Depending on how obvious the scene is, the police are most likely going to handcuff you and take you into custody. Don’t resist. Just go along with it.

At this point, detectives and crime scene investigators will be called to the scene and take over the investigation.

You have just been through one of the most traumatic experiences a human can go through. You’ll probably want to share your story but that’s a mistake. It will be a blur and you will not be able to accurately remember all the details. In his excellent book, On Combat, Dave Grossman reports that nearly half of all law enforcement officers involved in deadly encounters have significant chunks of memory lost from the event.  Within 24 hours, most people will recall only 30 percent of the situation.  50 percent of the incident after 48 hours and 75-95 percent after 72-100 hours after the incident.

Immediately after the incident, you will not remember enough of the details and you may remember things that did not actually happen the way you recall them.  You are in no shape to make legal statements that will have a huge effect on your future freedom.

The only thing you should to tell police. “I acted in self-defense.  I believe I fired {number of} shots, but I’m not sure.  I fired in that direction – whatever direction you fired – and that guy [bad guy] is the only other person involved [unless there are more]. I will fully cooperate with your investigation, but I will not say anything else without my attorney present.”

Depending on the investigators, they may not be happy with you because they want to get all the information as quickly as possible.  Good investigators should understand you will need more time to remember the incident and be willing to take the time to arrive at the truth.

You may get arrested but don’t worry about it. There is a difference between the truth and what happened.  You can be arrested on what happened which is Probable Cause, but you can only be convicted by “Beyond a Reasonable Doubt” which is the truth.  It often takes time to arrive at the truth.

Spending a night in jail is a small price to pay to get your chance to tell the truth after a few days of remembering more and more of the incident and with your legal counsel present.  Don’t be in a hurry to tell your story.  You want to help investigators get the truth not just what happened… because what happened is you killed or seriously injured someone and depending on the facts and perceptions, you could lose your freedom if the truth doesn’t come out and only what happened is presented.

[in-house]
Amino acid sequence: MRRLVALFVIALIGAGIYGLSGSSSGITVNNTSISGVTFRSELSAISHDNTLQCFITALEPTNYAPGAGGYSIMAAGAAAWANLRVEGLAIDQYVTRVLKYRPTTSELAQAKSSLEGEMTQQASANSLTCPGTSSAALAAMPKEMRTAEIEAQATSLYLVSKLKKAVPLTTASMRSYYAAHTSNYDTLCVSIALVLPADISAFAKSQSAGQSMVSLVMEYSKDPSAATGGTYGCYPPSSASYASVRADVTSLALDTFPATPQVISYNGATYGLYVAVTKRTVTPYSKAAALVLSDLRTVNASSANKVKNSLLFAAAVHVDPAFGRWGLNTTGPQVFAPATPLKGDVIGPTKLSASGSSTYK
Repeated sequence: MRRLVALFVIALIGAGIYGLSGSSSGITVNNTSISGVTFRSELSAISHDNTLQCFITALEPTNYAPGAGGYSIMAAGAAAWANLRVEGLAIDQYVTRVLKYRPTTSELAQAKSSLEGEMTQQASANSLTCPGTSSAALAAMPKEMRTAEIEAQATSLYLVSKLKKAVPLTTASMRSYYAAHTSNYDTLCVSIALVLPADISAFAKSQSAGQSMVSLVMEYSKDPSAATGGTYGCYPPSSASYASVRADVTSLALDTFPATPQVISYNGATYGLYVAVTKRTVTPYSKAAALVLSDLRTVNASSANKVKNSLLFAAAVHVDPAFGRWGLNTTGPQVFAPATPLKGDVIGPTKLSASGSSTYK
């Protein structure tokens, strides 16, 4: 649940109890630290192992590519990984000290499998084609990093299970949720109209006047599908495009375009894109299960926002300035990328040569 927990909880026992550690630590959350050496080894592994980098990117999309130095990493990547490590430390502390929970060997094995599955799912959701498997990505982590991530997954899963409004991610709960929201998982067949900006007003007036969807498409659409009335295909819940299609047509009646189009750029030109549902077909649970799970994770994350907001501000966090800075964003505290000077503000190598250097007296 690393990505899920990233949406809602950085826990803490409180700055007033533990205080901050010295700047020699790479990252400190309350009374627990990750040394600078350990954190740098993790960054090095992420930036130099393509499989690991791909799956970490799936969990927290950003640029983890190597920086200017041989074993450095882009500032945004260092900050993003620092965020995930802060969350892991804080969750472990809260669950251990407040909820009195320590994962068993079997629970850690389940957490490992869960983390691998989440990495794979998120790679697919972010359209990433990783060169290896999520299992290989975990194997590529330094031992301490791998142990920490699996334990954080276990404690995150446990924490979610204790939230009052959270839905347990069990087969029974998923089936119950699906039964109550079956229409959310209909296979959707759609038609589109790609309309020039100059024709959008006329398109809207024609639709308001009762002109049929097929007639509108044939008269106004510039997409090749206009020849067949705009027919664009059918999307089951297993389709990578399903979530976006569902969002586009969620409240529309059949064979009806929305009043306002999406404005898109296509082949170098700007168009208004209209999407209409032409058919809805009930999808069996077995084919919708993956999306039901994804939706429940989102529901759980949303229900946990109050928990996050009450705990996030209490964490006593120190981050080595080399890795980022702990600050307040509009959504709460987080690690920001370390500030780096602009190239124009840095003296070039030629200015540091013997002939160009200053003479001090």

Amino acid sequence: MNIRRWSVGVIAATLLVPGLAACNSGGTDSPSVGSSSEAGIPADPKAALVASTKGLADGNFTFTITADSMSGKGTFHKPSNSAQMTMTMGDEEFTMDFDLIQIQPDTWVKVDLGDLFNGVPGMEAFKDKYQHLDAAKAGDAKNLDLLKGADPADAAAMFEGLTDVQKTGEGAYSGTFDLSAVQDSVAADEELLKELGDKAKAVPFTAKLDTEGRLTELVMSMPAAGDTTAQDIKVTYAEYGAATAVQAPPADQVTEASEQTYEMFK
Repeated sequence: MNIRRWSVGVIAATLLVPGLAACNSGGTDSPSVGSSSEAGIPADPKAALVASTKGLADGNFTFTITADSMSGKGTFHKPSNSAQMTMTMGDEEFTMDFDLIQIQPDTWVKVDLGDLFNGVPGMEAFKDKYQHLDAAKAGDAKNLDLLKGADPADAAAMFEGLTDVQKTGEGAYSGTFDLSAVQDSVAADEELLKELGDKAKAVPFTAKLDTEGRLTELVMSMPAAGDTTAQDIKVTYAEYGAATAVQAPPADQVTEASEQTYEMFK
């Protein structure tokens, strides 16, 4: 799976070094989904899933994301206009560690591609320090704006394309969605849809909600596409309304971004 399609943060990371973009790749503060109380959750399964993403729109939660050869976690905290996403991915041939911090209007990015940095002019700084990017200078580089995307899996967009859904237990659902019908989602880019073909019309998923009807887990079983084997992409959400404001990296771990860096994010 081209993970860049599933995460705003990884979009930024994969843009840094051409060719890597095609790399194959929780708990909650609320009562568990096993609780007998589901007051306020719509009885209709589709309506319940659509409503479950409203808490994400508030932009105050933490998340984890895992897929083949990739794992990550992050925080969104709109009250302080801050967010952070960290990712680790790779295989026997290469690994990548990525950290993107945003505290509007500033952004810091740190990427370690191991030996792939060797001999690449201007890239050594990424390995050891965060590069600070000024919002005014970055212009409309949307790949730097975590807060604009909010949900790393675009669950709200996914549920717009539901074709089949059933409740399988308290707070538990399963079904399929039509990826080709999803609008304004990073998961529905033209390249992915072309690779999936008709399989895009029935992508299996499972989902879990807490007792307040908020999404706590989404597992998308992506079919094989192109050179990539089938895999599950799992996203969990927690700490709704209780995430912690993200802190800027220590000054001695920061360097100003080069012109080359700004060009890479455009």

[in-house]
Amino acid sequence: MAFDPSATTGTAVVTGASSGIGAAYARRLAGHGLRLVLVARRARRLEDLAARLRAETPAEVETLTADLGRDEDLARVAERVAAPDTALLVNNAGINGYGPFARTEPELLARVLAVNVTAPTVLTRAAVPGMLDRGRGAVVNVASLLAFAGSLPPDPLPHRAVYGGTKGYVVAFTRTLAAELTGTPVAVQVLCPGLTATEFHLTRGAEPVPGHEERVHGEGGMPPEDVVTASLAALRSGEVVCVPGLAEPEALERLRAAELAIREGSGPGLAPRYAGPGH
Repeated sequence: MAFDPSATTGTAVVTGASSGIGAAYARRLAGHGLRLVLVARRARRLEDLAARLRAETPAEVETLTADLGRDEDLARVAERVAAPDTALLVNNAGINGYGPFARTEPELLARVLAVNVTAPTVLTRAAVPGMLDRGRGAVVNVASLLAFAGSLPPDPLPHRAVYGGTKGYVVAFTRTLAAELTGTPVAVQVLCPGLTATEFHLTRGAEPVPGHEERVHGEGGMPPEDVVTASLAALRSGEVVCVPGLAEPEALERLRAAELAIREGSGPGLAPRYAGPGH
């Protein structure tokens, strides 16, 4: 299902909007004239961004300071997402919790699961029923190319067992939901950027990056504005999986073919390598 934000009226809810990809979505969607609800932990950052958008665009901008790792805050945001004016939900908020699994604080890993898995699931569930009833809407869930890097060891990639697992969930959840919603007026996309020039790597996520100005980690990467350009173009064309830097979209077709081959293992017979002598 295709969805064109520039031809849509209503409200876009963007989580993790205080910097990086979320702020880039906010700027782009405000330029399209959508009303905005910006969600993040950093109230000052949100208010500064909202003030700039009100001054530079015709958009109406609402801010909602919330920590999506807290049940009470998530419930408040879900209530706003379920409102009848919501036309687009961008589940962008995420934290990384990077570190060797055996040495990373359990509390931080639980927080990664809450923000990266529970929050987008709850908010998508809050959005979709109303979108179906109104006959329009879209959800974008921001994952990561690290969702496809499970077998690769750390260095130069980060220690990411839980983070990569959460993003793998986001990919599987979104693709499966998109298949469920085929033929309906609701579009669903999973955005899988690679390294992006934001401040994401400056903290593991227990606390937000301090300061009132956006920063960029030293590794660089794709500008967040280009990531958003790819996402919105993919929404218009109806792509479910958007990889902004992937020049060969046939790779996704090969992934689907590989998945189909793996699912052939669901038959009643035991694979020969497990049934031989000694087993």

You will either get arrested or investigators will make an appointment to interview you.  This will depend on what they can determine from the scene, and from any witnesses, because you’re not making a statement at the time.  If you shoot someone inside your own house you are much less likely to be arrested than if it happens out in a parking lot with no witnesses, no video surveillance or other quick ways of determining the truth of what took place.  If they are leaning towards it being self-defense, they will most likely not arrest you.

If they can’t determine it was clearly self-defense, they will probably arrest you.  It’s not personal, they are just doing their job.  And the reason for arresting you is so you will post bail and then are more likely to show up to any court proceedings.  It’s not punishment, it’s just part of the legal system.

They will take your gun and ammunition as evidence.  This will happen whether they arrest you or not.

Yes, you will need to get an attorney.  Not just any attorney.  You will need a criminal defense attorney with experience in self-defense cases.  Your brother in law’s DUI attorney may not be the best choice!

During this time, don’t go into detail telling friends and family what happened.  Save your story for your attorney and then follow his or her counsel on what to tell family, relatives and friends.  This isn’t the time to have your cousin blasting your story all over social media.

Once you and your attorney sit down with investigators and tell your side of the story, they will complete their report and send it to the district attorney.  The district attorney will review the report and decide if the shooting was justified as self-defense or not.

That’s the process.  You never, ever see this on TV, but it’s what happens in real life.  I cannot over-state this…  Shooting another person is the most serious and significant thing you can do in life and society demands a full and complete investigation.